These pictures don’t do it justice. I say, if you’re going to the bother of making a movie, make it beautiful and make it about beautiful women.
A deeply endearing film, Obsluhoval jsem Anglickeho Krale is a wonderful cinematic novelisation which is a drama with moments of comedy (rather than a comedy drama) of bittersweet proportions. It is a wonderful assumation of the human spirit which in times is naive but deeply profound and loyal.
Our protagonist is easily identifiable and we as an audience immediately connect to a man who is impossible not to love for his comedic and charming personality, but who carries the same flaws as so many of us. Brought almost perfectly to life via the use of Ivan Barnev and Oldrich Kaiser, who act out to almost complete perfection, the growing Jan Dite as his unwavering enthusiasm charm and naiveté is replaced by a world wearied figure who begins to appreciate the simple moments in life rather than the quick, rich or glamorous as he charts his life throughout the Czech Republic (Czechoslovakia) in World War II.
Having lived in Prague for several years I felt the connection between the author Bohumil Hrabal and this architectural beauty that is the Czech Republic’s capital city. However, a bond is also felt with the more traditional Czech elements of Bavarian villages in idealistic rural settings and the simple complexities of the Czech countryside.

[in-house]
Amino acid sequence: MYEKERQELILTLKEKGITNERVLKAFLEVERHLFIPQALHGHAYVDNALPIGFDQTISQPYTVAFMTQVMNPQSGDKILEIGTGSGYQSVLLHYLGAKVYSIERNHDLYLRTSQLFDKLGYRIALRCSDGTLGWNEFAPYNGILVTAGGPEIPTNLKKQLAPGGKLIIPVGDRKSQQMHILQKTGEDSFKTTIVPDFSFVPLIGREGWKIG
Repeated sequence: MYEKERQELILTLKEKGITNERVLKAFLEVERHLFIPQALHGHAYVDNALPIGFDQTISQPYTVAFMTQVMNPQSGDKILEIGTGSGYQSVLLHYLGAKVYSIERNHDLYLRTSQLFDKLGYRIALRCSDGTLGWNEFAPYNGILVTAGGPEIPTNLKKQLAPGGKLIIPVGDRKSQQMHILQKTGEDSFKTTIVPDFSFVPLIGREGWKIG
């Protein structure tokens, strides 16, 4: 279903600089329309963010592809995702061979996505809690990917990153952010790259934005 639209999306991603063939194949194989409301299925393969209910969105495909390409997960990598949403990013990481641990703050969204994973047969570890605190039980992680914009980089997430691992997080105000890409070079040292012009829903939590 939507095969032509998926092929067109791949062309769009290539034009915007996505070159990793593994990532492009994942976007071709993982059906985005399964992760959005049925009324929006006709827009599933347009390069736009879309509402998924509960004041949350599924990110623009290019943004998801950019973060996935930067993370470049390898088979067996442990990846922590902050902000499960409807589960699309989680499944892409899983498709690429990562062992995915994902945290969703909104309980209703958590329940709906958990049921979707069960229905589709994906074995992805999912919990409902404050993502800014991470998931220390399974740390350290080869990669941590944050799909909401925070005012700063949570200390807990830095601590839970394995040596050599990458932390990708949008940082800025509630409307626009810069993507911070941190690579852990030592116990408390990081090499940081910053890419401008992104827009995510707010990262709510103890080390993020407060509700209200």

I Served The English King is hugely enjoyable film whose first hour is engrossing to the point of ridiculousness. It is ultimately a hugely successful first hour of cinema drama at its fullest potential, being able to entice the audience into a riveted state where the next scene is as important as the one being viewed. While the second half, or perhaps even last third, is slightly slower and much darker, as Jan begins furthering relations with characters who were not much favoured at the time, the director and actor manages it so our protagonists charm remains, and the persona presented is one of blissful naiveté and unwavering love and loyalty, when many would see ignorance and stupidity.
I Served The English King was not only the first book I read by a Czech author, but also the first film viewed, and while most novel to film comparisons will favour the novel due to cinemas inability to capture every act or essence of the novel, the director Jiri Menzel does a wonderful job of capturing the majority and more importantly the essence. I Served The English King is a hugely engaging, moving and somewhat personal experience, and while most definitely not perfect the flaws in this film are irrelevant and do not merit discussion in comparison to the film as a whole. This is cinema at its barest, a film about human existence where you come out rewarded for the experience. No puns about cheques, checks or Czechs this is a damned good film which demands all lovers of films attention.